Effects of Saline and Deficit Irrigation on Soil-Plant Water Status and Potato Crop Yield under the Semiarid Climate of Tunisia

Giuseppe Provenzano, Abdelhamid Boujelben, Giovanni Rallo, Boutheina Douh, Amel Mguidiche, Hiba Ghazouani, Basma Latrech

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2 Citations (Scopus)

Abstract

: Water supplies have been decreasing in several semi-arid regions, and it is thereforenecessary to adopt irrigation strategies aimed at maximizing water use efficiency. In this paper,the effects of saline and deficit irrigation on water use efficiency and on potato crop response, based onobservations of soil and plant water status, were investigated. Experiments were carried out in CentralTunisia, by monitoring potato crop growth during two seasons in four distinct treatments (T1–T4),represented by two different irrigation doses and two water qualities. For irrigation schedulingpurposes, thresholds of soil matric potential, soil water content and Crop Water Stress Index (CWSI)were identified with the aim to quantify the effects of water and/or salinity stress on the achievableyield. Experiments allowed verifying that crop yield is strongly affected by the seasonal amount andquality of applied water. Despite differences of crop yield between treatments T2, T3 and T4 not beingstatistically significant (P < 0.05), crop yield varied between 26.3 t/ha (T3 in 2015) to 16.3 t/ha (T4 in2015). However, crop yield decline of 17.0 t/ha and 12.0 t/ha per each 100 mm decrease of appliedwater were observed under the application of water electrical conductivity of 1.6 dS/m and 4.1 dS/mrespectively. On the other hand, an increase of 1.0 dS/m in water electrical conductivity caused ayield decline rate of about 10%. The results achieved showed that under the semi-arid climate ofTunisia, potato crop irrigation should be scheduled to avoid water deficit; however, the possibility toreduce water supply can be envisaged when water availability is limited, but with the awareness toaccept the shortage of production. Finally, when saline water is the only source available to the farm,it is necessary to avoid the reduction of irrigation doses, to prevent excessive salt accumulation in theroot zone with unavoidable effects on crop yield.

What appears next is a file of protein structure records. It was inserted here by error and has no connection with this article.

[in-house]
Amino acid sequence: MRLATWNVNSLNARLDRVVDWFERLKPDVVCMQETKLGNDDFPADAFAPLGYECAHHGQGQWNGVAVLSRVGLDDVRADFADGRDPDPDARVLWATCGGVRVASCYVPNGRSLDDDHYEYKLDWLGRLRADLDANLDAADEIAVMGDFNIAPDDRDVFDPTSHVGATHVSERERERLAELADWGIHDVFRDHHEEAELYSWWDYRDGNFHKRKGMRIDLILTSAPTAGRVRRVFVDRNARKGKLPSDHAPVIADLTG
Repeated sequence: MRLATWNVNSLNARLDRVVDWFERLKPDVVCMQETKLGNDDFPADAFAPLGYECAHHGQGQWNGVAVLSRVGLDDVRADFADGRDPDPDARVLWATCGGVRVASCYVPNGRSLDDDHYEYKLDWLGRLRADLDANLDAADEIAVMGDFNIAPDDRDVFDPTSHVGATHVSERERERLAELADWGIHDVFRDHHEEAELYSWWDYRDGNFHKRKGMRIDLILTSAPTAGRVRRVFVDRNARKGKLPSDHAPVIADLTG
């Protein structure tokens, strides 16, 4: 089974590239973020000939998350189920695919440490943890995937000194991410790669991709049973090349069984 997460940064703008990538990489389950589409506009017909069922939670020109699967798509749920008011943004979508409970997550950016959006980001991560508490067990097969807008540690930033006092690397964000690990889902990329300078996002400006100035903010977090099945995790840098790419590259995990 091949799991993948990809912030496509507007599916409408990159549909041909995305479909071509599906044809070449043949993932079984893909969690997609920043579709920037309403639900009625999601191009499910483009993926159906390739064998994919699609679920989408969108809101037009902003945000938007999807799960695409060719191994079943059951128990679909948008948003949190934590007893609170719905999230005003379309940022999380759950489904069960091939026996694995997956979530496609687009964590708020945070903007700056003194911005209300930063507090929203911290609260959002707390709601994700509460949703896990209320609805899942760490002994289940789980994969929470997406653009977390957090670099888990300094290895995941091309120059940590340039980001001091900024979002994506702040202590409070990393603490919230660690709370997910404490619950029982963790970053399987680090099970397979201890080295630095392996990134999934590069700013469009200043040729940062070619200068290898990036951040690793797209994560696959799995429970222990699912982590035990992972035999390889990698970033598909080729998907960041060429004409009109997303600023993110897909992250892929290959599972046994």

Original languageEnglish
Pages (from-to)2706-2721
Number of pages16
JournalSustainability
Volume11
Publication statusPublished - 2019

All Science Journal Classification (ASJC) codes

  • Geography, Planning and Development
  • Renewable Energy, Sustainability and the Environment
  • Management, Monitoring, Policy and Law

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